The thing is most classical arrangement with lots of sweet strings won't excite the markers enough so you'll either way will have to remove a lot of warp markers (like all loud notes that are not on the beat) either put lot of them and sort the good ones from the "bad" that aren't on the beat... wich can be a drag to do and more painful than just tap tempo.

But hey if it works it's cool. But for "Ave Verum" I doubt.


I didn't say it's not hard work.
Transients of course won't be detected by live, you got to put them manually. (Did you try the tap tempo thing ? As far as i know it's un doable, as it makes jumps after each tap.)

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Mac OS 10.6, L8 and L9, M4L.


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 Post subject: Re: How to transfer subtle tempo changes from classical piece
PostPosted: Sat May 04, 2013 9:05 am 

Joined: Mon May 15, 2006 12:15 pm
Posts: 3473
Just tried. It works as well. It goes crazy when you just hit play, but this behavior stops when hitting record. It's not as accurate as my method but it's much faster. Depending of the precision needed, it could do the job !

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Mac OS 10.6, L8 and L9, M4L.


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 Post subject: Re: How to transfer subtle tempo changes from classical piece
PostPosted: Sun May 05, 2013 9:32 pm 

Joined: Fri Nov 02, 2012 9:03 pm
Posts: 3
First off, I am overwhelmed by all the replies so far - so many wanting to help - thanks a lot.

Like erikomic wrote "The thing is most classical arrangement with lots of sweet strings won't excite the markers enough" that was my thought also which is why I tried to create a clear drum sound that would set out the rythm. I believed that Ableton would be able to capture this - but apparantly not. If I in any way could make it work like this this is how I would do it - because it let me in control of a very accurate beat marking. Should I use a louder sound maybe for Ableton to catch the beat?


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 Post subject: Re: How to transfer subtle tempo changes from classical piece
PostPosted: Sun May 05, 2013 9:59 pm 

Joined: Sat Oct 03, 2009 3:02 am
Posts: 3499
Location: Menasha, Wisconsin
In this case I'd warp it the hard way, and follow chapelier fou's instructions.

Considering the amount of time you've spent tryin to find a quick fix. It could be done by now (not meant to sound harsh, just a kind of logic).

Here is a trick for warping pieces that fluctuate a lot (this is under the assumption that it strictly only variate a in tempo, and not actual time signature):

First, of course find a downbeat. In some music, even that can be tricky, careful that you are sure of the notes which actually play on the beat, and not necessarily ones that might lead up to it.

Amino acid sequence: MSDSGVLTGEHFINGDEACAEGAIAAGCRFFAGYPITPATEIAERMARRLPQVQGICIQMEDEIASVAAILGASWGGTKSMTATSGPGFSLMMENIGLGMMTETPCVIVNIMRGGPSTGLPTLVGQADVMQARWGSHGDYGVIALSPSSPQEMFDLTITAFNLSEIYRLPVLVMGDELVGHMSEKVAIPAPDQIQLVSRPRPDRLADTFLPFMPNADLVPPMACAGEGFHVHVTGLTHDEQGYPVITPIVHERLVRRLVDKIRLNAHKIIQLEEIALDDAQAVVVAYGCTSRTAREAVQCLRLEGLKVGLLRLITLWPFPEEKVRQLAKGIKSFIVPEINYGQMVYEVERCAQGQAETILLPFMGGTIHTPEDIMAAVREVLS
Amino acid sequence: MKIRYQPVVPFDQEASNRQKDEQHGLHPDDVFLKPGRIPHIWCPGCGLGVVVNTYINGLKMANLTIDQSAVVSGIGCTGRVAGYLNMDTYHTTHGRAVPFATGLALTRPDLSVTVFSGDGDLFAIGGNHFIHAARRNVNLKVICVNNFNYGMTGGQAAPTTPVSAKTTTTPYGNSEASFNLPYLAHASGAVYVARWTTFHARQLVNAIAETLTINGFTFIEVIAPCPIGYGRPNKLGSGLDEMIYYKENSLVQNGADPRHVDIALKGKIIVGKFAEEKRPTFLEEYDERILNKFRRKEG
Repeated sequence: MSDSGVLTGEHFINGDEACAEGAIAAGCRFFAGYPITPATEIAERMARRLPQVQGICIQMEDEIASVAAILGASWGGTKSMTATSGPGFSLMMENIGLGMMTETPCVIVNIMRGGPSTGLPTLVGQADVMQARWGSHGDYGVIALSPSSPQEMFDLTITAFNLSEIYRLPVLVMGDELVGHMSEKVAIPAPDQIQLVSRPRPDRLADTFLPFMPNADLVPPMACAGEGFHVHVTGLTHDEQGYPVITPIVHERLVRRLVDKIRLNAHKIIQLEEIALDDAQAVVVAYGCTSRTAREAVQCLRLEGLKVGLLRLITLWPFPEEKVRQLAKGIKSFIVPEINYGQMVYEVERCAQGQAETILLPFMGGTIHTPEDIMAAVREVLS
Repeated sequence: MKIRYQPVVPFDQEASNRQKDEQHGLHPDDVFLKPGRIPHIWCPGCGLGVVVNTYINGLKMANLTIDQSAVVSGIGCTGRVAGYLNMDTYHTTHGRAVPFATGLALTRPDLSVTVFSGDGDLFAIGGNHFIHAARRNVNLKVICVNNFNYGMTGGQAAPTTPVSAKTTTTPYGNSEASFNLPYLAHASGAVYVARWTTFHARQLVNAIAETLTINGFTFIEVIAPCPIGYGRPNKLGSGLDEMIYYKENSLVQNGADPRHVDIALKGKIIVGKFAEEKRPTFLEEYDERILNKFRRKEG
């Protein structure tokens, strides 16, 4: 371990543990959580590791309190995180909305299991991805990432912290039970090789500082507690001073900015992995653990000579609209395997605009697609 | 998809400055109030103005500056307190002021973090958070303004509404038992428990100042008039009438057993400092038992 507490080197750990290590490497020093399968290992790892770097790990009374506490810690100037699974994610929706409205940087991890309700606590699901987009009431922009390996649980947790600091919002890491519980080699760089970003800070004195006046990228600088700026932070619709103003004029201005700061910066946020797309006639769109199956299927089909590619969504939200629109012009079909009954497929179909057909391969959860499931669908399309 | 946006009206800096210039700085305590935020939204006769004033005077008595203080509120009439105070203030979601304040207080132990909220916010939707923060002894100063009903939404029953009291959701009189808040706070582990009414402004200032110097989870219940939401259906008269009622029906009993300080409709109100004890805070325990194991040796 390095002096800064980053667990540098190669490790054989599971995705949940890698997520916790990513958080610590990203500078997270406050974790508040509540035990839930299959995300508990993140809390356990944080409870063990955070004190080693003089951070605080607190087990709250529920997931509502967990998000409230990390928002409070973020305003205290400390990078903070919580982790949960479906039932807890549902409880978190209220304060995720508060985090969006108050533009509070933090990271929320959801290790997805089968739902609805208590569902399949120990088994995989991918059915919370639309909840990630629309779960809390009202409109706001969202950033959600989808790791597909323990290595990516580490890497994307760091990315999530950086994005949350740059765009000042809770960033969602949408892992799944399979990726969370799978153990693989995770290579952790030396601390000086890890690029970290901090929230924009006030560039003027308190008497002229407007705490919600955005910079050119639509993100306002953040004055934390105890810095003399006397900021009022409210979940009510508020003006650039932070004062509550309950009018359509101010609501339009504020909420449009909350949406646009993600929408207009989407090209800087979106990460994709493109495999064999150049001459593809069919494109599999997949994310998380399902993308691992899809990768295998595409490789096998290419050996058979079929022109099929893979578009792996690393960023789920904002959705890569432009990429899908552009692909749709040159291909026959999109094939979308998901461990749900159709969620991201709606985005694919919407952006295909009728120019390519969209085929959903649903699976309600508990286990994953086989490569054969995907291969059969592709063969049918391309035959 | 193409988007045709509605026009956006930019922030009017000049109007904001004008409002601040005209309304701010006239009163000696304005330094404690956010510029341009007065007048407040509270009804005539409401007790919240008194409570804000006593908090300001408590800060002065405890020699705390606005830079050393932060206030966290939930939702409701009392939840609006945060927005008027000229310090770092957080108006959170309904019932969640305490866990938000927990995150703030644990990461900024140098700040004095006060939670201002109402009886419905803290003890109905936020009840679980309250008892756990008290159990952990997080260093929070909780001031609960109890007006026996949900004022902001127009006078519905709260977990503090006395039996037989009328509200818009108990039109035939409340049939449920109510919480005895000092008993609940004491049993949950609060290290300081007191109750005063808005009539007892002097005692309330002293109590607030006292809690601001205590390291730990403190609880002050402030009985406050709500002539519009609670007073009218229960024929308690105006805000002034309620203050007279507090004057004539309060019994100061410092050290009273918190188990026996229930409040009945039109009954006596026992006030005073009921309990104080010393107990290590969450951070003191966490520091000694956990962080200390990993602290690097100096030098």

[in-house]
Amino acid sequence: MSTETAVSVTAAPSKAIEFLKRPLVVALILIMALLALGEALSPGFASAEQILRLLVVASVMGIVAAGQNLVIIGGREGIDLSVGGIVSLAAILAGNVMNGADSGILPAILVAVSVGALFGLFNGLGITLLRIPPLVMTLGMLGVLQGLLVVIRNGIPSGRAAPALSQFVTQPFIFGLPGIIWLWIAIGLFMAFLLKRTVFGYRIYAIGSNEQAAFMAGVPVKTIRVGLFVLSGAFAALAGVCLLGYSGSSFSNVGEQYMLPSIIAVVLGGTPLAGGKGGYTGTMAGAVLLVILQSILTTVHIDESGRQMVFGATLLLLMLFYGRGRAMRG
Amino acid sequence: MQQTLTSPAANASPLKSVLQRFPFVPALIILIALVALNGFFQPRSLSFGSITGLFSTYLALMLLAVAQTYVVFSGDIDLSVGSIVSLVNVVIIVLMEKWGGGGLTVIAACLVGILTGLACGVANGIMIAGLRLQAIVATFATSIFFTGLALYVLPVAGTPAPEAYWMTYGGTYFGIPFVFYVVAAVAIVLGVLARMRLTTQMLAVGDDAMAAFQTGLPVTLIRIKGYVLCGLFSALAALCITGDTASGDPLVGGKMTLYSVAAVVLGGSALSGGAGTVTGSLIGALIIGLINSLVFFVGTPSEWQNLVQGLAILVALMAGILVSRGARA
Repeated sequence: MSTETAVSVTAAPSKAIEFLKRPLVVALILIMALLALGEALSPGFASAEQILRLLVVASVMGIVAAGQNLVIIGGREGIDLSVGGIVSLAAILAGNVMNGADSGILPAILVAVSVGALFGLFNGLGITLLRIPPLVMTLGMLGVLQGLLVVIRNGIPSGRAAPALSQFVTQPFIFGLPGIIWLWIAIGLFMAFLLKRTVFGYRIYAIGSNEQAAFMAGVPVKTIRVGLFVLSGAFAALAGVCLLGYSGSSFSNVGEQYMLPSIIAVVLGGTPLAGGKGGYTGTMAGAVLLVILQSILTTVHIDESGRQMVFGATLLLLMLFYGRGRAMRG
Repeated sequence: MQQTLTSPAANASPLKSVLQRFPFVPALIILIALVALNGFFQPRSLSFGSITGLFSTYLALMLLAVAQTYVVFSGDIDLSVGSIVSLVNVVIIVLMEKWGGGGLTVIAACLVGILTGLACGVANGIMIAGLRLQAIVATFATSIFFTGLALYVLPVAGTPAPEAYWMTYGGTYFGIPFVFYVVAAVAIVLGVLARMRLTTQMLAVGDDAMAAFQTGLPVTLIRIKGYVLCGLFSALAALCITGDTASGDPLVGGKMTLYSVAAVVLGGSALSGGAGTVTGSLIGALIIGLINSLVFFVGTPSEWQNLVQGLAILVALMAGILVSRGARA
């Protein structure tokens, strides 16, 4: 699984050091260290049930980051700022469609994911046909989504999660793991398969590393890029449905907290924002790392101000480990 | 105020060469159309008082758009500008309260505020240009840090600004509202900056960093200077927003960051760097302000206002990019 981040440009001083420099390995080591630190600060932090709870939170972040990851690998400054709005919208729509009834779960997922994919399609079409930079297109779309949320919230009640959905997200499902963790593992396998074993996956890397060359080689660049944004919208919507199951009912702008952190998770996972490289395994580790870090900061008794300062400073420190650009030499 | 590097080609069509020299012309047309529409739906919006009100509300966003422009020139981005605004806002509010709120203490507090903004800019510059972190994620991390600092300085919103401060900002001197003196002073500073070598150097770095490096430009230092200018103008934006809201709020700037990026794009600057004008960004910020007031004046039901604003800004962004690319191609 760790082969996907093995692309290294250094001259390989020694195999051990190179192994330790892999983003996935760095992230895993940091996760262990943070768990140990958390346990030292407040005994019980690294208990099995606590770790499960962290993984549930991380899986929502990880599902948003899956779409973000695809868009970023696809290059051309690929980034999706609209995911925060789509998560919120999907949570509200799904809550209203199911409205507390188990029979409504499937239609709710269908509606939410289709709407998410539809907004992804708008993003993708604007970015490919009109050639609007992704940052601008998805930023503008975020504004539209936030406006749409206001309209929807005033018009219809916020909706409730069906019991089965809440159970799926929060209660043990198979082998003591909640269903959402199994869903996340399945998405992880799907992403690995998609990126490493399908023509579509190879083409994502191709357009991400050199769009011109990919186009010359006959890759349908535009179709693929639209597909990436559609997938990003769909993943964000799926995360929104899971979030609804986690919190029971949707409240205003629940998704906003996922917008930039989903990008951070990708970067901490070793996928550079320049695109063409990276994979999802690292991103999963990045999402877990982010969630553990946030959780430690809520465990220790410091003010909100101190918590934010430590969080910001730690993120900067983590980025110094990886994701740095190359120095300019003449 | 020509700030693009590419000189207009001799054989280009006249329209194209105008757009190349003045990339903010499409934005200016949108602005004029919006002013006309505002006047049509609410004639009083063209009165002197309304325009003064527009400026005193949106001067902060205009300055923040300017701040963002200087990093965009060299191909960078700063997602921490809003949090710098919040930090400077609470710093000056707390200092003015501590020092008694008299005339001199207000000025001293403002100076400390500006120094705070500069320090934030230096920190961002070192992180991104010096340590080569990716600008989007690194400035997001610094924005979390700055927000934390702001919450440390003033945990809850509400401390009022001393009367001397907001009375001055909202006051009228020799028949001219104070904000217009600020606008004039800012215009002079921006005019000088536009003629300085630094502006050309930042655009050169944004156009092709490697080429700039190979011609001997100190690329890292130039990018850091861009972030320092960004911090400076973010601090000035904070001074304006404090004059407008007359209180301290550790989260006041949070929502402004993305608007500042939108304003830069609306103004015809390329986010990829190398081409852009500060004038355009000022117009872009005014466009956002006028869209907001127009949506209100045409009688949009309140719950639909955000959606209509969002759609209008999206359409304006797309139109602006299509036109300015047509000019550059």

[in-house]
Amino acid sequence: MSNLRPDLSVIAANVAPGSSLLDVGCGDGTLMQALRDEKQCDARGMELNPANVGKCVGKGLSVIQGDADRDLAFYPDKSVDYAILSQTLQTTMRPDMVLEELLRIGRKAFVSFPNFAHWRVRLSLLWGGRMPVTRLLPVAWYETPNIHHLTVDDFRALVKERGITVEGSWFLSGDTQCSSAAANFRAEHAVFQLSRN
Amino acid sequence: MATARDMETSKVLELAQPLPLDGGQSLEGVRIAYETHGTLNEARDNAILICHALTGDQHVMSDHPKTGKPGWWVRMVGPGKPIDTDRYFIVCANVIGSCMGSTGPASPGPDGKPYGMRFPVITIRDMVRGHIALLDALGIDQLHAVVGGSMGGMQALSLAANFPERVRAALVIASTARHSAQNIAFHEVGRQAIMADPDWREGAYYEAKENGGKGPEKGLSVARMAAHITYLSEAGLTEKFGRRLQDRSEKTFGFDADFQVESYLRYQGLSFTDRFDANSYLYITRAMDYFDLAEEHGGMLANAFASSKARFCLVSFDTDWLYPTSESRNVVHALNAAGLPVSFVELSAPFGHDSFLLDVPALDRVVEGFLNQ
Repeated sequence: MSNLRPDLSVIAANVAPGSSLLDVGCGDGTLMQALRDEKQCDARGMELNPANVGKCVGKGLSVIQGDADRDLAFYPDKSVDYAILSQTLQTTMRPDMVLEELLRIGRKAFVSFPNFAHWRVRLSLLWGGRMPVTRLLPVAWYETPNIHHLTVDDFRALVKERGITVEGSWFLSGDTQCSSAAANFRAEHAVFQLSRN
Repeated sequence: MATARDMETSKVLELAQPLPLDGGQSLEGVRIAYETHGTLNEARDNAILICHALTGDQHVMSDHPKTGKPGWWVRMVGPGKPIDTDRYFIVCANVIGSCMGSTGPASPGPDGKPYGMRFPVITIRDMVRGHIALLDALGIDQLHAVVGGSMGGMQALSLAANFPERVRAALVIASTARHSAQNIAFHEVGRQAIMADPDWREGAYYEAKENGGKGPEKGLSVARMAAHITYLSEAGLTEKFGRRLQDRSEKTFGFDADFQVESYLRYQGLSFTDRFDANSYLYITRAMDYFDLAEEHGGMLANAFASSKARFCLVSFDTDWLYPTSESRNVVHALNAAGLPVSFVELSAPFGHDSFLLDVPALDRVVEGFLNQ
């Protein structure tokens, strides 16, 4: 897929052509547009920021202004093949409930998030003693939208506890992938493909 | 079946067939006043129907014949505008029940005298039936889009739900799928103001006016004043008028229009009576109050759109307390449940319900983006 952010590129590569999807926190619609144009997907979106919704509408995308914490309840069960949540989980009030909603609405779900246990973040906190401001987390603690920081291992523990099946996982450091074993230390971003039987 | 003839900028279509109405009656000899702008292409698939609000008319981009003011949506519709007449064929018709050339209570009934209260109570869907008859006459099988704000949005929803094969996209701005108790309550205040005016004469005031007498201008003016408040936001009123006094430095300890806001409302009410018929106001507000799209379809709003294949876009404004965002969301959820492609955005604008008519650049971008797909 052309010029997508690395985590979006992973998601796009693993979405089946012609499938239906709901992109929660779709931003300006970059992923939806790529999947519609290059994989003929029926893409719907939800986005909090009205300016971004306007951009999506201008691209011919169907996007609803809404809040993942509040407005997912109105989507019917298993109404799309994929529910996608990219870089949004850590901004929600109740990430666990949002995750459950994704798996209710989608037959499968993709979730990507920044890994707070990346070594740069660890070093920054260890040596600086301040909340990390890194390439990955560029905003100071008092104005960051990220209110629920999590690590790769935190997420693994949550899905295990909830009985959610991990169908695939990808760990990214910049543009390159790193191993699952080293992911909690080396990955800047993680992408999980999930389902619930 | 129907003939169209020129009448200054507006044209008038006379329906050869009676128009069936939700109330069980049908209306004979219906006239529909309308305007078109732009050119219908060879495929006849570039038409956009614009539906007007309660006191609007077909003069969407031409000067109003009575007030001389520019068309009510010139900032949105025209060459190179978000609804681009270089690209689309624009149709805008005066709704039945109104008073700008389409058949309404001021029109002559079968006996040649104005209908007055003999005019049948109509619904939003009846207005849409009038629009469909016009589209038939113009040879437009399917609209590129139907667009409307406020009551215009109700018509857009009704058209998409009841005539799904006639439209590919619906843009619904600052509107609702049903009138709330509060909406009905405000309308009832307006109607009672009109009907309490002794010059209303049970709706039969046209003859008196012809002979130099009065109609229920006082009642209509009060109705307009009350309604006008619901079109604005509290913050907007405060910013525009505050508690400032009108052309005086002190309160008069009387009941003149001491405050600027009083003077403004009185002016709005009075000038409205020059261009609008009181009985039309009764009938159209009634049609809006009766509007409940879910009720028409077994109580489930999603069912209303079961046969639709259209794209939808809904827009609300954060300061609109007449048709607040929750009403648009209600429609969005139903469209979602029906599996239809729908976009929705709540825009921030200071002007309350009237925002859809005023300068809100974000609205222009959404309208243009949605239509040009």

Use your eyes and ears. Watch the cursor, listen. Have a muted 4 on the floor beat on another channel with the mute button handy (F1-F8 on a qwerty default to track mutes for channels 1-8). Also note you should be doing this in the Session View, try global clip trigger quantization set to 1 bar, or possibly quarter notes. No less.

This next thing is the most important part.

Now that you have that all set up, first beat etc. you play the clip and watch/listen. Count the bars, see how 'off' it might be compared to click or 4/4drumbeat. When you've watched the first few bars, stop it, slide the audio around a bit (make sure there are NO other warp markers other than the one on the downbeat).

Now do that again, and watch even more carefully. The key is to count a number of bars, an even, solid, number. 8 or 16 are usually good. And as long as you can find the very point at which bar 16 begins, you can put a marker on that, setting it to align with 17.1.1. Then you continue doing this throughout the piece, do not fret too much about the material inbetween these increments of 16. The first part is simply getting through the ENTIRE track, with rough guidelines. With global quantize set properly, it is easy to trigger the clip from various parts. Compare these parts to that bass drum once in a while. Yeah, sure, it'll probably drift, but it should hit square every 16 bars.

Now, you go back to the beginning. The hardest part is basically over. You've counted out all the bars. Of you have the sheet music on hand, it should all add up.

Now, inbetween those markers, listen to the material and see how off it is. In a lot of cases, one or two well placed markers in the 'very most offset part' dragged over a bit can fix the problem.


Eventually the track will be completely warped. Hit SAVE, drink a lot, have fun with the resulting track, and follow wha chapelier fou suggested. You should be good to go.